formed no part of its ordinary population. It
was the de facto population (i.e. the population actually
resident at a particular time) and not the de jure (i.e. the
population really belonging to any particular place at a particular
time). This principle has been sustained throughout the censuses.
The Army at home (including militia), the men of the Royal
Navy ashore, and the registered seamen ashore were not included in the
population of the places where they happened to be, at the time of the
census, until 1841. The men of the Royal Navy and other persons on board
vessels (naval or mercantile) in home ports were first included in the
population of those places in 1851. Others temporarily present, such as
gypsies, persons in barges, &c., were included in 1841 and perhaps
Up to and including 1831 the returns were
mainly made by the overseers of the poor, and more than one day was
allowed for the enumeration, but the 1841-1921 returns were made under
the superintendence of the registration officers and the enumeration was
to be completed in one day. The Householder’s Schedule was first used
in 1841. The exact dates of the censuses are as follows:—
27 May 1811
28 May 1821
7 June 1841
31 March 1851
3 April 1871
4 April 1881
6 April 1891
1 April 1901
3 April 1911
20 June 1921
NOTES EXPLANATORY OF THE TABLE
This table gives the population of the
ancient county and arranges the parishes, &c., under the hundred or
other sub-division to which they belong, but there is no doubt that the
constitution of hundreds, &c., was in some cases doubtful.
In the main the table follows the arrangement in the
1841 census volume.
The table gives the population and area of each
parish, &c., as it existed in 1801, as far as possible.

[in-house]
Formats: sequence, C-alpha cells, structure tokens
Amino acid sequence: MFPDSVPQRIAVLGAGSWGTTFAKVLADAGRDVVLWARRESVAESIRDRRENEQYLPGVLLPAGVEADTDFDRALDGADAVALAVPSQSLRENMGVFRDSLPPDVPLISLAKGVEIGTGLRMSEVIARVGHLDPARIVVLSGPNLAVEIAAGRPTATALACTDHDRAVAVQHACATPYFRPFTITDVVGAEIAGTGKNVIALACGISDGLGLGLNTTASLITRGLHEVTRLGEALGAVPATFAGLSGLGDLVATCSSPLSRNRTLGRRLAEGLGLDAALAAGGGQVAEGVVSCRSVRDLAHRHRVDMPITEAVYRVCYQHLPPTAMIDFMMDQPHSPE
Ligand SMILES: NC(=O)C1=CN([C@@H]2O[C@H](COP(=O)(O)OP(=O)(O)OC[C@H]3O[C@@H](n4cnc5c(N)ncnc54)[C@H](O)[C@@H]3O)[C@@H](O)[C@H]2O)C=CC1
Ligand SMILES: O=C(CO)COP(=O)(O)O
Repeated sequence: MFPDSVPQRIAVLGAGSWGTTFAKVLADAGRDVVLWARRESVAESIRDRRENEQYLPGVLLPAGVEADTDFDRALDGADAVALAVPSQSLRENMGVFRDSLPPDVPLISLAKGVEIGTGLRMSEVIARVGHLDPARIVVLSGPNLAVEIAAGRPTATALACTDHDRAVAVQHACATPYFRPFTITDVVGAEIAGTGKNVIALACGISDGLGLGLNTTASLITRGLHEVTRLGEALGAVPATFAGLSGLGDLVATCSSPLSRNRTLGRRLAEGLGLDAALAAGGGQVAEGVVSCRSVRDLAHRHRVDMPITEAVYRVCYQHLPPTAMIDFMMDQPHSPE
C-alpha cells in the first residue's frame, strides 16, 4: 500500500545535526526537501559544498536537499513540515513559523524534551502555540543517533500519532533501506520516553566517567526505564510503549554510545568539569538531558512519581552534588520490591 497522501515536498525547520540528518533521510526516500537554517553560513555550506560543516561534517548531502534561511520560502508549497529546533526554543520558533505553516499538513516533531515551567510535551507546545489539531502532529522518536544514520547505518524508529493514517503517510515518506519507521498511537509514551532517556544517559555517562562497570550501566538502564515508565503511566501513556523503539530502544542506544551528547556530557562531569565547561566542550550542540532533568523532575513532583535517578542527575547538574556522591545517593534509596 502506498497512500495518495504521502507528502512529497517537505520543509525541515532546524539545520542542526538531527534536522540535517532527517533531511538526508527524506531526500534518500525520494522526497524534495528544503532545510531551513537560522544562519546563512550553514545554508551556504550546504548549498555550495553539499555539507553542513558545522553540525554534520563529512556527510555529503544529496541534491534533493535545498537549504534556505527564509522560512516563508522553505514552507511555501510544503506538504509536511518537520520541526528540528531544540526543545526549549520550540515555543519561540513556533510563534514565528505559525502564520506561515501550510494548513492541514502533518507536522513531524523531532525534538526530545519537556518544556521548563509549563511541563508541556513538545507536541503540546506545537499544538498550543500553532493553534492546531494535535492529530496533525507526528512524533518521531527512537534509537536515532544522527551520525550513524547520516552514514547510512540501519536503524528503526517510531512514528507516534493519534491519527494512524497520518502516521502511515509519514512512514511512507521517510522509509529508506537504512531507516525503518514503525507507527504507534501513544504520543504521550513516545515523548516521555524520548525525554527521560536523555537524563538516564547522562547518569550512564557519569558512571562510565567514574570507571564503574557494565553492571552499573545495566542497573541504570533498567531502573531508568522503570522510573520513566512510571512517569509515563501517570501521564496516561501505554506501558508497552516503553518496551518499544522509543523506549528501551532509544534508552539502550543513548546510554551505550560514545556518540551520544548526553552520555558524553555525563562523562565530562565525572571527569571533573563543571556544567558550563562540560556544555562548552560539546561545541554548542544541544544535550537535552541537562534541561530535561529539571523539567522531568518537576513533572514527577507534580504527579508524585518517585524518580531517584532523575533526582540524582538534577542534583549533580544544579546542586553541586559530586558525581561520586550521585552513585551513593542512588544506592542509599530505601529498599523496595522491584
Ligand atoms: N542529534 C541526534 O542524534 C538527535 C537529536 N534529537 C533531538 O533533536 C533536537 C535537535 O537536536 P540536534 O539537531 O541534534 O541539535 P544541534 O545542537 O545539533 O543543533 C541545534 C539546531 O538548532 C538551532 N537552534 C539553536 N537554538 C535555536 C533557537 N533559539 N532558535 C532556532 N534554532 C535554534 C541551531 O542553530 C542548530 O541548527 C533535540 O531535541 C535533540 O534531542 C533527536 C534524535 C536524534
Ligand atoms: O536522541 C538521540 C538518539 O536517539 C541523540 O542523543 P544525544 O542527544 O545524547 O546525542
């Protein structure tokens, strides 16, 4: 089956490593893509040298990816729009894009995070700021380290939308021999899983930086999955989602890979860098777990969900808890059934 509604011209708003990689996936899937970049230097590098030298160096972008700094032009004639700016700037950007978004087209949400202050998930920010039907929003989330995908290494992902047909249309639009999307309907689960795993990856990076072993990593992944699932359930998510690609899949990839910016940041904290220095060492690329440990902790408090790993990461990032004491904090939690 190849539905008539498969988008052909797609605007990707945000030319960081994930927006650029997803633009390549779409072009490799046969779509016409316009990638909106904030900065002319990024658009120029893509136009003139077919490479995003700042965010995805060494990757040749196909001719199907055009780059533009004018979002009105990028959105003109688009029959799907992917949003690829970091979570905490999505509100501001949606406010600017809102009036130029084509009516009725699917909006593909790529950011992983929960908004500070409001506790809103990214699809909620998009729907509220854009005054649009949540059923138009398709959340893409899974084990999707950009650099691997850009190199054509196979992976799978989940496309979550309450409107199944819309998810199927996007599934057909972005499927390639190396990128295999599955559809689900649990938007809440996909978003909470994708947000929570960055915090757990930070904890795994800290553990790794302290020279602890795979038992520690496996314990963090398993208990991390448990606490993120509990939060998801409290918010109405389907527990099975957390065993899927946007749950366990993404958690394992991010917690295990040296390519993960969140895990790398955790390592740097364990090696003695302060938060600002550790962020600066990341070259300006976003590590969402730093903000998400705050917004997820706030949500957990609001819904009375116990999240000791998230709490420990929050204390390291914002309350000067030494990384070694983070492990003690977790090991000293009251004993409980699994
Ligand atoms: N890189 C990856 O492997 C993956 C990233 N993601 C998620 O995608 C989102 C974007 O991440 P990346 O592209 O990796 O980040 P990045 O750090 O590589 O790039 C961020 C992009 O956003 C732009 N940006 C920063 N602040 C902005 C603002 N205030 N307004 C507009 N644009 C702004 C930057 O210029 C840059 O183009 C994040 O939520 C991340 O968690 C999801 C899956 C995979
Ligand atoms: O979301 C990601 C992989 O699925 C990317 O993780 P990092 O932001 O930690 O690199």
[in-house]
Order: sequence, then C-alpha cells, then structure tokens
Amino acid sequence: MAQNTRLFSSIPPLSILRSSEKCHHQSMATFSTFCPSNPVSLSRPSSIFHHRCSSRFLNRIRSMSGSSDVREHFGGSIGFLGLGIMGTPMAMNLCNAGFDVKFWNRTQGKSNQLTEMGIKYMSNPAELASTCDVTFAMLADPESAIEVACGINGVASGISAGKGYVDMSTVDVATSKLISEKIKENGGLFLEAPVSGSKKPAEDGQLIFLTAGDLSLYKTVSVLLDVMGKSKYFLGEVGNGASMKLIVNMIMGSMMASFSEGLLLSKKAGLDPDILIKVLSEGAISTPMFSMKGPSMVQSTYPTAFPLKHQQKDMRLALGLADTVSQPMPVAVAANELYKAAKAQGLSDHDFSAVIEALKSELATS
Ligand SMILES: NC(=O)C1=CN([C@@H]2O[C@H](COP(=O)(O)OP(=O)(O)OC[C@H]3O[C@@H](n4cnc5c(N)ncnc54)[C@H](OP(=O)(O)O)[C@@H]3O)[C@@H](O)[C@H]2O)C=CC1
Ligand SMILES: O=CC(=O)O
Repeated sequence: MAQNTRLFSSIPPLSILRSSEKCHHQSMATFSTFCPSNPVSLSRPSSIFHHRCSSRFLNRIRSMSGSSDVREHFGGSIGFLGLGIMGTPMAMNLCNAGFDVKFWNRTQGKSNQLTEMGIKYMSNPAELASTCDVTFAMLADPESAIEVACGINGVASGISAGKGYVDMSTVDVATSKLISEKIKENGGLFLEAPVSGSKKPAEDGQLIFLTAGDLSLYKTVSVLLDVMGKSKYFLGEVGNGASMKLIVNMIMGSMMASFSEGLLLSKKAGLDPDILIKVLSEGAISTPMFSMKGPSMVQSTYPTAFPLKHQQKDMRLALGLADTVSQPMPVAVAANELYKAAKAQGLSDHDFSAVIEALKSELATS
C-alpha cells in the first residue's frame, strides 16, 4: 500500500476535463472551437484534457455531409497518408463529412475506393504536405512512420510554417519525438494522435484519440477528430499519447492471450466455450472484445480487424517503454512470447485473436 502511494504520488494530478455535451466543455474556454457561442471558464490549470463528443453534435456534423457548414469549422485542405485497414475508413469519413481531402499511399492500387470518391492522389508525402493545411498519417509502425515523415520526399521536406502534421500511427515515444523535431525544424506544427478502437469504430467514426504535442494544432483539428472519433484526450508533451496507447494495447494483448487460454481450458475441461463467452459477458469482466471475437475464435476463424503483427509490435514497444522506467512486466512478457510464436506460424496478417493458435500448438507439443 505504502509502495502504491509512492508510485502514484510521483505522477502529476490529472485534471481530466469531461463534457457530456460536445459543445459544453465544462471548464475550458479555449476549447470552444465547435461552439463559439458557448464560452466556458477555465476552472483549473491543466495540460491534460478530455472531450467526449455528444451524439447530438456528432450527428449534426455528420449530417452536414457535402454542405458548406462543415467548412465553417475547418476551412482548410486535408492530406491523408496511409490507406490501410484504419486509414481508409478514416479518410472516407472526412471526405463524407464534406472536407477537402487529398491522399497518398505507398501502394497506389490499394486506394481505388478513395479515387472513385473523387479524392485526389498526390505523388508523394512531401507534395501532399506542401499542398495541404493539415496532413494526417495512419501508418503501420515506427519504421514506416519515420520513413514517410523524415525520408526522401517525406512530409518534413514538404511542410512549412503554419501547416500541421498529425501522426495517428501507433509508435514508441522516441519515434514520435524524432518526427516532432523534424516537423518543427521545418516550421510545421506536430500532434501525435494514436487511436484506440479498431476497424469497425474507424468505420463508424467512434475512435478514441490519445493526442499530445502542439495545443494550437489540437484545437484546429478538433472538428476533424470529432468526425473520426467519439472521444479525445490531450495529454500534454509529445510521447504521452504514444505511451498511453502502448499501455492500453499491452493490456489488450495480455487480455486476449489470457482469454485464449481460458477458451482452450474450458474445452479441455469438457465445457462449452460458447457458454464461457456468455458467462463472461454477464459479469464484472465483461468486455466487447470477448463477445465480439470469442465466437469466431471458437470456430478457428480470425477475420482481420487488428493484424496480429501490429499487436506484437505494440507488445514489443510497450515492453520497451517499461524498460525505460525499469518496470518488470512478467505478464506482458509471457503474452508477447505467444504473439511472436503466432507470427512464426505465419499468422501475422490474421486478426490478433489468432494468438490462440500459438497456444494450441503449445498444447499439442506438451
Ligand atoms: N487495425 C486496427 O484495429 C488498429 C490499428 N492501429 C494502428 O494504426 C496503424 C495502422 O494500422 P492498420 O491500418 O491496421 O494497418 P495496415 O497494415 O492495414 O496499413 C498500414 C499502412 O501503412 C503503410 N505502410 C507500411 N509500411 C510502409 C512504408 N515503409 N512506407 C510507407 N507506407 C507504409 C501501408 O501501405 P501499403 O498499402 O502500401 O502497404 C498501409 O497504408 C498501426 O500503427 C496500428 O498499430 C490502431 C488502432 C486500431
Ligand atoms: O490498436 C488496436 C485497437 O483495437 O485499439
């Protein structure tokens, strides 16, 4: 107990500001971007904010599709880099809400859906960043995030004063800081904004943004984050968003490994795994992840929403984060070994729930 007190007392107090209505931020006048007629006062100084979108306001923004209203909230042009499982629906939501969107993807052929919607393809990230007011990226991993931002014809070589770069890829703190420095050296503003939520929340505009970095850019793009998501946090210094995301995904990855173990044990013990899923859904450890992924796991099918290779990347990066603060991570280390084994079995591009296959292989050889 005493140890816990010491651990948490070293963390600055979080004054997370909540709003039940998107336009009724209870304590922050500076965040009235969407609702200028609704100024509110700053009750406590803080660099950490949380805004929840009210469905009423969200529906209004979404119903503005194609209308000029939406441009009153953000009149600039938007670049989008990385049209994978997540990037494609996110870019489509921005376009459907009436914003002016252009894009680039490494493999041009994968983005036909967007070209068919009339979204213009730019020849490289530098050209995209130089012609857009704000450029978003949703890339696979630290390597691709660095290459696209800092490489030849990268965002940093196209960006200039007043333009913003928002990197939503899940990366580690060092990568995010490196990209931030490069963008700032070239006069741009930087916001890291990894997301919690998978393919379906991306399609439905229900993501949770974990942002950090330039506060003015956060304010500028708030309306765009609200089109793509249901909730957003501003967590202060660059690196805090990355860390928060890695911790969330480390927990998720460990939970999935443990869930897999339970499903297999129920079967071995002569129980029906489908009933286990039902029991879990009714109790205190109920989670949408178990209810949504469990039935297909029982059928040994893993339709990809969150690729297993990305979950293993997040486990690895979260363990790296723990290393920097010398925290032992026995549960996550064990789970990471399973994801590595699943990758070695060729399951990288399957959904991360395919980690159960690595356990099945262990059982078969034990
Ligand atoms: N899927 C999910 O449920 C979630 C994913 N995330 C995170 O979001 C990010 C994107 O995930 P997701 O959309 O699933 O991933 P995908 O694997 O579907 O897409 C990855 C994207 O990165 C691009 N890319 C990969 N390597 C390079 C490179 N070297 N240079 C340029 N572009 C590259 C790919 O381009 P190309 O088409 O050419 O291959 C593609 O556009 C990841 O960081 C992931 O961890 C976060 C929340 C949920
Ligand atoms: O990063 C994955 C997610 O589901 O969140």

The areas are those supplied by the Ordnance Survey
Department, except in the case of those marked ‘e,’ which are only
estimates. The area includes inland water (if any), but not tidal water
† after the name of a civil parish indicates that
the parish was effected by the operation of the Divided Parishes Acts,
but the Registrar-General failed to obtain particulars of every such
change. The changes which escaped notification were, however, probably
small in area and with little, if any, population. Considerable
difficulty was experienced both in 1891 and 1901 in tracing the results
of changes effected in civil parishes under the provisions of these
Acts; by the Registrar-General’s courtesy, however, reference has been
permitted to certain records of formerly detached parts of parishes,
which has made it possible approximately to ascertain the population in
192! of parishes as constituted prior to such alterations, though the
figures in many instances must be regarded as partly estimates.
†† In the following cases the 1911 and 1921 figures are
estimated, namely, Guston, River, Margate, Minster, Wood (or Acol),
Birling, Snodland and Paddlesworth, East Farleigh, Loose, Cooling,
Tonbridge, Nettlestead, Yalding, Speldhurst, Cheriton, Leigh, Bexley,
Chislehurst, Foots Cray, City of Canterbury, St. Margaret (Rochester),
St Pau], Deptford (part in Kent), Greenwich, and Dover; and in the
following cases the 1921 figures only, namely, St. Peter’s
(Broadstairs) and Grange.
* after the name of a parish (or place) indicates that such
parish (or place) contains a union workhouse which was in use in (or
before) 1851 and was still in use in 1921.
‡ after the name of a parish (or place) indicates that
the ecclesiastical parish of the same name at the 1921 census was
coextensive with such parish (or place).
§ after the name of a parish (or place) indicates that the
civil parish of the same name at the 1921 census was coextensive with
such parish (or place).
o in the table indicates that there is no population on the
area in question.
— in the table indicates that no population can be
The word ‘chapelry’ seems often to have been used as an
equivalent for ‘township’ in 1841, which census volume has been
adopted as the standard for names and descriptions of areas.
The figures in italics in the table relate to the area and
population of such sub-divisions of ancient parishes as chapelries,
townships, and hamlets.